Thank you – glad I’m back on two feet after my broken foot! It’s been a long 3 month recovery. The Katie Fforde bake off was fantastic. It was so great to be in London for the day and to meet other passionate bakers.

Q: Was it a very competitive atmosphere? The other contestants look quite eager in the video.

It wasn’t very competitive really – the other contestants were absolutely lovely. I am in touch with Fleur, Fatima and Julie on facebook/twitter and we are sharing baking tips which is really helpful.

Q: How did you actually learn about the contest?

I saw the competition on Katie Fforde’s facebook page. I have read almost all of her 17 novels and thought I’d have a go at entering as I wanted to meet her.

Q: You were chosen as one of the five finalist. What exactly did you do to get that far?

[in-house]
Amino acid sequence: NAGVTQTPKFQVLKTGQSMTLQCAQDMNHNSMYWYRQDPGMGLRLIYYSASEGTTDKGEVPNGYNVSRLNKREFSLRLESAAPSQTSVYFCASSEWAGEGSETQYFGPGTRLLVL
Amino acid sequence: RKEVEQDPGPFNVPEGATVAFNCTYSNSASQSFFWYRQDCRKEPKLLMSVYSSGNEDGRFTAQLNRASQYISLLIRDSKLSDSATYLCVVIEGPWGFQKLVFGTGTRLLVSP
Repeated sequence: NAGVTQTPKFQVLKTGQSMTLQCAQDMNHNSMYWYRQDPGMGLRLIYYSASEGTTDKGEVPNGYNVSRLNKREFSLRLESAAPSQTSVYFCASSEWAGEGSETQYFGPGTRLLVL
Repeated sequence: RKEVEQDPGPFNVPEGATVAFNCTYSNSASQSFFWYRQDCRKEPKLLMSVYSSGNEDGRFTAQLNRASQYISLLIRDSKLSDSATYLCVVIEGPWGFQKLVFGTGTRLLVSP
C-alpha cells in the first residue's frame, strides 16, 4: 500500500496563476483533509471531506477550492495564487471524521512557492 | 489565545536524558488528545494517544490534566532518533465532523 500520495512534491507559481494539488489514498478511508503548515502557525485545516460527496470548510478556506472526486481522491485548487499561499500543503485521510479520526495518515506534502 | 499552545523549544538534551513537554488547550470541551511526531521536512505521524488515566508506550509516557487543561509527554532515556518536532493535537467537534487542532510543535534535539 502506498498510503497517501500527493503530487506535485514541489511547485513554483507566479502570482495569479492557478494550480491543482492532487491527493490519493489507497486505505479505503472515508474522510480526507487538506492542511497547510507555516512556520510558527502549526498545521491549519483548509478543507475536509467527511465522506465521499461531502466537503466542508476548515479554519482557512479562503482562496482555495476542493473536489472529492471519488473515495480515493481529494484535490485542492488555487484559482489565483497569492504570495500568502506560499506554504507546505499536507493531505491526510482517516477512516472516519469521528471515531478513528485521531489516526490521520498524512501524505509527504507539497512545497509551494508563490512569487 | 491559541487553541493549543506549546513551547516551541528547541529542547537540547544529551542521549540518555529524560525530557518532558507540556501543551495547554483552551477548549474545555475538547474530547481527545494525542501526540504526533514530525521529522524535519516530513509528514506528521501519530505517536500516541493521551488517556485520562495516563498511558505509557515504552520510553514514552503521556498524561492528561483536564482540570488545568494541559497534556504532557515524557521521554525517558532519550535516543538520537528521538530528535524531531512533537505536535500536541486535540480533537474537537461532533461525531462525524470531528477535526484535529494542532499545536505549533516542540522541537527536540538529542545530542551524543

It was quite easy really! All I had to do was upload a picture of something I considered a “Recipe for Love” (the title of Katie Fforde’s latest book). I always take photos of my cakes! I had one on my computer of Coffee and Walnut cupcakes I had baked for my Mum’s birthday so I uploaded it with a brief message along the lines of: “It isn’t just the eggs, flour, marg, sugar, coffee and walnuts but the time, effort and love that goes into baking that makes this my recipe for love.”

Q: In the video you say that you wanted to get the experience of baking in a professional kitchen. What were the facilities like and what was different from baking at home?

I was so excited about cooking in a professional kitchen! The bake off was at The Cookery School on Little Portland Street in London. All the ingredients were weighed out in little bowls with a table with “extras” of everything. We had access to several ovens, hobs, large electric mixers. The biggest difference to me were the two kitchen porters who did all the washing up! I don’t get that at home!